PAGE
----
As a result, I lived my last days with every horror that Brittany feared most: mind-splitting headaches, blackouts, blindness, convulsions and electric shocks from the incurable brain tumor that spread to my liver, stomach, testicles and other vital organs.
I didn’t want the tumor to dictate how I would die. I wanted to die the way I lived: with purpose and intention. I wanted to die gently and avoid the terrifyingly painful death that doctors said I would experience.
Unfortunately, medical aid in dying is not authorized in my native Puerto Rico, where my Catholic parents cared for me during the last days of my life.
For more than a year, I watched Brittany Maynard’s videos. I researched moving to one of the states that authorize medical aid in dying: Oregon, Washington, Montana, Vermont — or California, where the End of Life Option law took effect on June 9.
But my family didn’t have the resources to move 2,000 miles or more to one of these five states. As a result, I had to live and die with this horrible pain.
It is clear we have an issue in our country, where it is not affordable or practical for the vast majority of terminally ill people to move to another state, establish residency and find a medical team in order to die peacefully.
We shouldn’t have to die in unbearable pain and suffering.
So we must take action. We must email our legislators and our doctors to urge them to support broader end-of-life options.
And we Latinos must drop our cultural taboo about discussing death and the option of medical aid in dying.
I had numerous conversations with God throughout my life, especially during my illness. I could not understand why people judged me a sinner for wanting to die peacefully rather than enduring severe seizures and excruciating pain until the end of my life.
As a Catholic, I was taught it is wrong for anyone to judge someone else.
I was proud to learn I was Compassion & Choices’ first terminally ill Latino advocate for medical aid in dying when I recorded videos in English and in Spanish. Some media outlets referred to me as the “Latino Brittany Maynard.”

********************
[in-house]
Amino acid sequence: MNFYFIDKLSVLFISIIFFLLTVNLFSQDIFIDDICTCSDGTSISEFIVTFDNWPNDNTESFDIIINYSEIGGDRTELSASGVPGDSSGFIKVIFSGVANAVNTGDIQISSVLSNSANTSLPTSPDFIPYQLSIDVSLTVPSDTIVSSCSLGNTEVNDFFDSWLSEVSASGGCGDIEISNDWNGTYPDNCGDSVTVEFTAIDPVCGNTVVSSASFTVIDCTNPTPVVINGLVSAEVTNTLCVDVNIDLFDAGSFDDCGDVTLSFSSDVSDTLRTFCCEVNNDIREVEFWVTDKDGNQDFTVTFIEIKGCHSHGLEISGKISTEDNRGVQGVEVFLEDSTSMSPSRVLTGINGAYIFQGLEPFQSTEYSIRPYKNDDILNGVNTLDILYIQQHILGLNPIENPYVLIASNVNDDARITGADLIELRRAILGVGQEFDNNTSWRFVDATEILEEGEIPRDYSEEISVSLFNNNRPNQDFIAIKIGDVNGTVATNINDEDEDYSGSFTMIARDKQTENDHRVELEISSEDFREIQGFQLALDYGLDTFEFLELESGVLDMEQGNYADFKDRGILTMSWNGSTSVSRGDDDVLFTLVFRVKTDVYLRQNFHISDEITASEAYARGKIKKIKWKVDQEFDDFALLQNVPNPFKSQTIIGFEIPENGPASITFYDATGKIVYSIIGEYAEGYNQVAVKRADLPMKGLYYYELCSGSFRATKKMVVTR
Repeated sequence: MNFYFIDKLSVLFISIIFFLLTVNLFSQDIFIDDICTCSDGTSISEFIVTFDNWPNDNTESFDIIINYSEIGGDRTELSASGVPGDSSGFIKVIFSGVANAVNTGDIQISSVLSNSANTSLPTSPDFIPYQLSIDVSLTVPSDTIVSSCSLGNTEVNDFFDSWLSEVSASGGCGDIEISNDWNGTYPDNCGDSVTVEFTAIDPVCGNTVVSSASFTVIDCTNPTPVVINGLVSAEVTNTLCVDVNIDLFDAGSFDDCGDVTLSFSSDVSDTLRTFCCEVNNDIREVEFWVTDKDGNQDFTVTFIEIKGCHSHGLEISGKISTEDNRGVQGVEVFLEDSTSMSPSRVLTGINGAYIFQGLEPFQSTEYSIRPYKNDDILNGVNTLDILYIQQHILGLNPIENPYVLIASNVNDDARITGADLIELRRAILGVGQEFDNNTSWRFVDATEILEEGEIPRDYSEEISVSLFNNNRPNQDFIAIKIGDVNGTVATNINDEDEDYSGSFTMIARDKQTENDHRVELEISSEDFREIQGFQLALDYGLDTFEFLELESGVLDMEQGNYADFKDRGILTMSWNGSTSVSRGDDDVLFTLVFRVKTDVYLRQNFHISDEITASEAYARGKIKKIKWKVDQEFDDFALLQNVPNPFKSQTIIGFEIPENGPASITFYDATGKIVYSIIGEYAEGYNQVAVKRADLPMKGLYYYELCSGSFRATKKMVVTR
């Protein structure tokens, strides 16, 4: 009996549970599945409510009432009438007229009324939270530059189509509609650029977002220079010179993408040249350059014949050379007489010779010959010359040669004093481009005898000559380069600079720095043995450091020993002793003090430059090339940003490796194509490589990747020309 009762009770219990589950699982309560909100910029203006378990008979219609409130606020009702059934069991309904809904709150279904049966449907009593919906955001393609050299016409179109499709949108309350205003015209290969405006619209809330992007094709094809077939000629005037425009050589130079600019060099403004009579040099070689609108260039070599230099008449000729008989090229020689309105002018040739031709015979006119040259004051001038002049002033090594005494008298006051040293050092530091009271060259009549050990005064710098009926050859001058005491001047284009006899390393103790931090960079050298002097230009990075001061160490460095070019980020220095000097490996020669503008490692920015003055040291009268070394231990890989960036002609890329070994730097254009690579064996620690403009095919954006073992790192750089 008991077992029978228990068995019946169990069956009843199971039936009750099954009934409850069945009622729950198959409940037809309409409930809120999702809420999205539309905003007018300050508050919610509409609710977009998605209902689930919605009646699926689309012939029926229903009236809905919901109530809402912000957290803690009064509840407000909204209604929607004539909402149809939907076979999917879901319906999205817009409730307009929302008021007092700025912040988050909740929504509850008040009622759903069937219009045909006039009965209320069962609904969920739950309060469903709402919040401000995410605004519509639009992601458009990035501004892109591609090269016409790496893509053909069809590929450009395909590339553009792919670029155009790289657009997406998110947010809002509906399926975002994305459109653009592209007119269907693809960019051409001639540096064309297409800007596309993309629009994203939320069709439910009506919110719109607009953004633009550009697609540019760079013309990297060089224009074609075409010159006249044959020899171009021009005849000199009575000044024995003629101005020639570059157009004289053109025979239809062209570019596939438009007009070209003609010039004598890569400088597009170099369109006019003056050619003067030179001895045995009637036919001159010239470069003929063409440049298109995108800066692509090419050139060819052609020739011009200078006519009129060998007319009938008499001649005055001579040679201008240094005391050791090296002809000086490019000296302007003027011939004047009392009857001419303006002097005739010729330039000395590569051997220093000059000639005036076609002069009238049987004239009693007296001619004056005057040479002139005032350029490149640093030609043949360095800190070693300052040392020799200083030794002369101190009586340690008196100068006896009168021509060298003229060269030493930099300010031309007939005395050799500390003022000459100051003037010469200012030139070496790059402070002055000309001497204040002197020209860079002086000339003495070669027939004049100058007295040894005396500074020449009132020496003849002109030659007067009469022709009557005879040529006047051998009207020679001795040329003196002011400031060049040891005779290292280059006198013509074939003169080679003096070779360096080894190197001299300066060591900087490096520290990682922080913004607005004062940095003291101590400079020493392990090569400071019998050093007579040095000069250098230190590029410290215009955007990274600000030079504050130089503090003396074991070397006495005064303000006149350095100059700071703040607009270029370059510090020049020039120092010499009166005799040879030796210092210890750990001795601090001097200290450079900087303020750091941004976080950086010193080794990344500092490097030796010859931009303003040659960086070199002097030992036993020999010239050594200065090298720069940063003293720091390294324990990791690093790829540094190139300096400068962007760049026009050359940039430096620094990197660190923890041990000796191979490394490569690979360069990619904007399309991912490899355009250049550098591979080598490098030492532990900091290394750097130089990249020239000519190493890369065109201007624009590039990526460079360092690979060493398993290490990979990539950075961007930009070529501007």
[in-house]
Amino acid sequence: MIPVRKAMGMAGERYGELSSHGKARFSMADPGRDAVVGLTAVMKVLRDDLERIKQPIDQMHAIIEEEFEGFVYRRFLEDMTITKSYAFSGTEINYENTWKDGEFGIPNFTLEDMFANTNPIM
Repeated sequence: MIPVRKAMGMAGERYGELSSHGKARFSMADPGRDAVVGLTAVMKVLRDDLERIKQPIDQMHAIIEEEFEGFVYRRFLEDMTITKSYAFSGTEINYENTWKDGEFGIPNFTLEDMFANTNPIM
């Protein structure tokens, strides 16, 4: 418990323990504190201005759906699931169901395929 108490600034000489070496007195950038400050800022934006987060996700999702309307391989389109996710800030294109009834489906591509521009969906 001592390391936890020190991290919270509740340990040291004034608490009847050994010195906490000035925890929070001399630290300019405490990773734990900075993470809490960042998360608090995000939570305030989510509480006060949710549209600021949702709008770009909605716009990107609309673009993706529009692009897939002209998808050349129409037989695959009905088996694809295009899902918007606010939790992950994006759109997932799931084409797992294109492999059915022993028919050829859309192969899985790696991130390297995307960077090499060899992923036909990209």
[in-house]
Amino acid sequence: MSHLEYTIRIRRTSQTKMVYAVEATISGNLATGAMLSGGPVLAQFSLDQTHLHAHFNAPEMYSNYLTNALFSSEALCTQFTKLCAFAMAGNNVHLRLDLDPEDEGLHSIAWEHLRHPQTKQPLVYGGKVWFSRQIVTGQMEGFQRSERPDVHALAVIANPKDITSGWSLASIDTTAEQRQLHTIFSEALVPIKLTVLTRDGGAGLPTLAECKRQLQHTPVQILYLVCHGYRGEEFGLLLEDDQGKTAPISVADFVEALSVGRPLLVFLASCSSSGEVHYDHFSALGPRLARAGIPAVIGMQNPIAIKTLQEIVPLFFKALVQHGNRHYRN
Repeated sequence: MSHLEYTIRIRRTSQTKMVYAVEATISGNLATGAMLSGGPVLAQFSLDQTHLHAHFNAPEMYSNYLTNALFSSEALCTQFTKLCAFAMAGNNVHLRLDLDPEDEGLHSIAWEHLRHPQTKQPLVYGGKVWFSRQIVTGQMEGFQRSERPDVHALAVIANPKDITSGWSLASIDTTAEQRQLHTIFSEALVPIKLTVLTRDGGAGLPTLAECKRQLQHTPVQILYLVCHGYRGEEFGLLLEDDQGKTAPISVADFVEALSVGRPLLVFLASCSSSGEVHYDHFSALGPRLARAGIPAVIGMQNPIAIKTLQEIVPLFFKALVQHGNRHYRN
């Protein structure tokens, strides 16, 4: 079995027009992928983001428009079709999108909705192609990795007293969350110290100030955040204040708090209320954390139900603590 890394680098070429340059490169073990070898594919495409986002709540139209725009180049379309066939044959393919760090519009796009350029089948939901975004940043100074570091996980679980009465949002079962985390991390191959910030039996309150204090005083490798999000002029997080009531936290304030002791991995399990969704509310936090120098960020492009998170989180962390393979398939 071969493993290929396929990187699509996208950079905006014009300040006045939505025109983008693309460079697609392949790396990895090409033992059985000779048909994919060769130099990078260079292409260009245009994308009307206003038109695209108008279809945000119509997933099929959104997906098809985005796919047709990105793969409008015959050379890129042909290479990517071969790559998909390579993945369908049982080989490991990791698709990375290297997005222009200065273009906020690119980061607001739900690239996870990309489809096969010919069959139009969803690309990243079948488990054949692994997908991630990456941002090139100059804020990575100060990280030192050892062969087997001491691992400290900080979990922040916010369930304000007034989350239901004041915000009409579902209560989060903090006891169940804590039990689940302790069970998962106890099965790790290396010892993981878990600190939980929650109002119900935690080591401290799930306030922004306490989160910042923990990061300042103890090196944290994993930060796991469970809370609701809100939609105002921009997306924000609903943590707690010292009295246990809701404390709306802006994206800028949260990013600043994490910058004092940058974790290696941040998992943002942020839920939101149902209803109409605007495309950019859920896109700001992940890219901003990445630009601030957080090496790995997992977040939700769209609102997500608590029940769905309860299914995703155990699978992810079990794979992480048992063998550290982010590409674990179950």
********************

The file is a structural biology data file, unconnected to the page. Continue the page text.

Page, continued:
I am no longer alive to tell my story.
But my mama will not go silent. She will continue to be a loud, powerful voice so other terminally ill Latinos don’t have to suffer as I did. We need to keep fighting and fighting until somebody listens to us.
Click here to read a Spanish-language version of this piece.
An edited version of this op-ed was originally published in El Diario.
News About Miguel
Miguel's story was covered in publications across the country and especially in Spanish language media. Below are some of the highlights.
A Chicago man's wish: 'I pray to God that He takes me soon'
Cancer Is My Prison, and Intolerable Suffering Is My Sentence
El último deseo de Miguel Carrasquillo: “Para cuando usted lea este escrito, estaré muerto”
One Year Without My Son, Miguel
Miguel's videos were viewed widely among the nation's lawmakers and the Latino community. His impact was immense and these heart-wrenching videos are reminder why.
Miguel's Plea (Spanish)
One Year Later (English)
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In The News
- People en Españolpublished an exclusive interview with the iconic Dolores Huerta and the Mission and Vision Award. The online story includes the video interview with Dolores and photos we provided with our logo. The story is also available on YAHOO! news.
- EFE, a Spanish version of Associated Press, published another story, a more in-depth piece about Dolores' work throughout their career. The story, which ran in the San Diego Tribune en Español, also mentions her work for the end-of-life options movement. It also includes a photo by our storyteller Amanda Villegas, courtesy of Compassion & Choices, who shot some amazing photos at the event in Sacramento.
- El Diario NY and La Opinion (Los Angeles) published an op-ed by Antonio Tijerino and Dr. Yanira Cruz: Let’s Create a Culture Shift in the Way We Prepare for the End of Our Lives
- Spanish interview with Pat Portillo with Public News Service for Spanish News Release: Group Files Motion to Intervene & Oppose Federal Suit to Invalidate CA Medical Aid-in-Dying Law
- Los Angeles Times en Español published op-ed by Maria Otero.
- El Diario NY published story: News Conference To Urge NY Legislature to Pass Medical Aid in Dying Act in 2022
- LA RAZA (Chicago) published op-ed by Nilsa Centeno: Six Years Without My Son, Miguel
- La Opinion (LA ) published Spanish op-ed by Nilsa Centeno: Six Years Without My Son, Miguel
- We were on the red carpet in Hollywood with Mauricio Ochmann for the premiere of his new film, mentioned in: